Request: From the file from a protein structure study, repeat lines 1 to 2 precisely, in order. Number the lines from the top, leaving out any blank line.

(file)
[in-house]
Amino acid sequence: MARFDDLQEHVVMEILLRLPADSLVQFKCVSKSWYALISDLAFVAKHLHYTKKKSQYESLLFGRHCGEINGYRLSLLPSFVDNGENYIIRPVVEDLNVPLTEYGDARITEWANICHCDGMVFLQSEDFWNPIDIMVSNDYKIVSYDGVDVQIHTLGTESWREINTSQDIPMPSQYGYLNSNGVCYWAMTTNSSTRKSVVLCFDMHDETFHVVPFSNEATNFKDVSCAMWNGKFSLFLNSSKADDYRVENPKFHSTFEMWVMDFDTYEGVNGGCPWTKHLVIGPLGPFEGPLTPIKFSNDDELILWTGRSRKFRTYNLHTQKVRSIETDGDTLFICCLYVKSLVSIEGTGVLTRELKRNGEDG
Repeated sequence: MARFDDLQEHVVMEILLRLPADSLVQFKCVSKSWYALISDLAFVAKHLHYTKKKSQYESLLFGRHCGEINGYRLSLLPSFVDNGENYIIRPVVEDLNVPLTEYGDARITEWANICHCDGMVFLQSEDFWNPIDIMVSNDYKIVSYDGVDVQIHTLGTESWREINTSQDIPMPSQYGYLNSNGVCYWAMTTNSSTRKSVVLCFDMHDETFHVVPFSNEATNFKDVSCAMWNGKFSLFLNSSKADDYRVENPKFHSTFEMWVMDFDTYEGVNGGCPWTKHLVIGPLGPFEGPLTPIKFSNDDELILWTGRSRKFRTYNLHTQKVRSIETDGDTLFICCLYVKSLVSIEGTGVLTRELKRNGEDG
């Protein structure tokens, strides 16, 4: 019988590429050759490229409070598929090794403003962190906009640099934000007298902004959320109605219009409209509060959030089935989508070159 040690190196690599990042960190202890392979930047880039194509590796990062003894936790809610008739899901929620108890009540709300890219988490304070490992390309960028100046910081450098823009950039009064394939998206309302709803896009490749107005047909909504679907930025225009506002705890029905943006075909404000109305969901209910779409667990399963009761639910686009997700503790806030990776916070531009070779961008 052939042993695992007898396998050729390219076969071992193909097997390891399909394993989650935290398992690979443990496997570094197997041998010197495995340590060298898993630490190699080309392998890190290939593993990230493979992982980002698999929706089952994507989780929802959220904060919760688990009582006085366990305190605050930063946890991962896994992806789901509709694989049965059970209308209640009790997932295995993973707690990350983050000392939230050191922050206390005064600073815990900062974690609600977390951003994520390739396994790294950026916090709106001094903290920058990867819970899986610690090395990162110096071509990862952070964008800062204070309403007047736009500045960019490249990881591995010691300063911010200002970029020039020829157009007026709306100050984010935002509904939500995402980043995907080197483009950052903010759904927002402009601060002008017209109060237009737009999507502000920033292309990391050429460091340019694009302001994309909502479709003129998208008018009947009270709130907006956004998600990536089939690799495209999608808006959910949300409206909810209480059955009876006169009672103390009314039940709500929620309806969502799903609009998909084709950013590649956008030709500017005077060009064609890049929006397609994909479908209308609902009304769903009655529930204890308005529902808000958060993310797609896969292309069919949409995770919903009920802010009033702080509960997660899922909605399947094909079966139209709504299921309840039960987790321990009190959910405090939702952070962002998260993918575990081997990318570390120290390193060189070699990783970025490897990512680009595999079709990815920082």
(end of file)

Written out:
[in-house]
Amino acid sequence: MARFDDLQEHVVMEILLRLPADSLVQFKCVSKSWYALISDLAFVAKHLHYTKKKSQYESLLFGRHCGEINGYRLSLLPSFVDNGENYIIRPVVEDLNVPLTEYGDARITEWANICHCDGMVFLQSEDFWNPIDIMVSNDYKIVSYDGVDVQIHTLGTESWREINTSQDIPMPSQYGYLNSNGVCYWAMTTNSSTRKSVVLCFDMHDETFHVVPFSNEATNFKDVSCAMWNGKFSLFLNSSKADDYRVENPKFHSTFEMWVMDFDTYEGVNGGCPWTKHLVIGPLGPFEGPLTPIKFSNDDELILWTGRSRKFRTYNLHTQKVRSIETDGDTLFICCLYVKSLVSIEGTGVLTRELKRNGEDG